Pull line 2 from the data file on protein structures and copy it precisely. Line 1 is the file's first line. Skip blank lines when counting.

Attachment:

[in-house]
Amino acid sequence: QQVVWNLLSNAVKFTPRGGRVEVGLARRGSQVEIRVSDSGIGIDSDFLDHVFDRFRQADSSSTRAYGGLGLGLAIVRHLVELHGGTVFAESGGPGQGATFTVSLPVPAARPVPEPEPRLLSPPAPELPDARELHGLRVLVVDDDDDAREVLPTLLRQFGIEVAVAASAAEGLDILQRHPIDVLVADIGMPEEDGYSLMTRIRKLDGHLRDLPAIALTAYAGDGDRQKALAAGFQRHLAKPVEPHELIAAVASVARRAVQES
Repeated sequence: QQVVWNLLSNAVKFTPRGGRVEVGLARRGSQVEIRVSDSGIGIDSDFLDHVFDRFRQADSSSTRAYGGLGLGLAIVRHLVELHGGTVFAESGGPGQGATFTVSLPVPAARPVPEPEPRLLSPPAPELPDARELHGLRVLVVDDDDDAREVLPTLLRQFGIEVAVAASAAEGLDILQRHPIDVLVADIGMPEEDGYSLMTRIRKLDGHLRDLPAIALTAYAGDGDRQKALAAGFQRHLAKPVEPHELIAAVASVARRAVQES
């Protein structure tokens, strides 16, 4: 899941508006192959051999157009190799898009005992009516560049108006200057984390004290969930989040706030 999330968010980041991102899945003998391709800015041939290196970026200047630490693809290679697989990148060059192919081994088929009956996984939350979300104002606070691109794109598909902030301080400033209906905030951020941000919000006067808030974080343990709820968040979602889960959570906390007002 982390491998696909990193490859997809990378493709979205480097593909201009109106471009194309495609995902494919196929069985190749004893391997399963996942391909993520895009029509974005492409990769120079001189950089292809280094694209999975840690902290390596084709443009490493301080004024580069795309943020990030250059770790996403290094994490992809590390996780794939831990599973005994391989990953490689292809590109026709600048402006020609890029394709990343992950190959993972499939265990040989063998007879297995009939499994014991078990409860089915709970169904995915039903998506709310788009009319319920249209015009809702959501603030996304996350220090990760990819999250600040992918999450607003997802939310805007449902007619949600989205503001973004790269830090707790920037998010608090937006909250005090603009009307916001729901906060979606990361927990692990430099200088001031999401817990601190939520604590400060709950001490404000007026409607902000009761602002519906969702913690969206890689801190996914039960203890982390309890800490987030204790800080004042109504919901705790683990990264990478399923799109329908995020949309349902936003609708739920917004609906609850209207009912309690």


Amino acid sequence: QQVVWNLLSNAVKFTPRGGRVEVGLARRGSQVEIRVSDSGIGIDSDFLDHVFDRFRQADSSSTRAYGGLGLGLAIVRHLVELHGGTVFAESGGPGQGATFTVSLPVPAARPVPEPEPRLLSPPAPELPDARELHGLRVLVVDDDDDAREVLPTLLRQFGIEVAVAASAAEGLDILQRHPIDVLVADIGMPEEDGYSLMTRIRKLDGHLRDLPAIALTAYAGDGDRQKALAAGFQRHLAKPVEPHELIAAVASVARRAVQES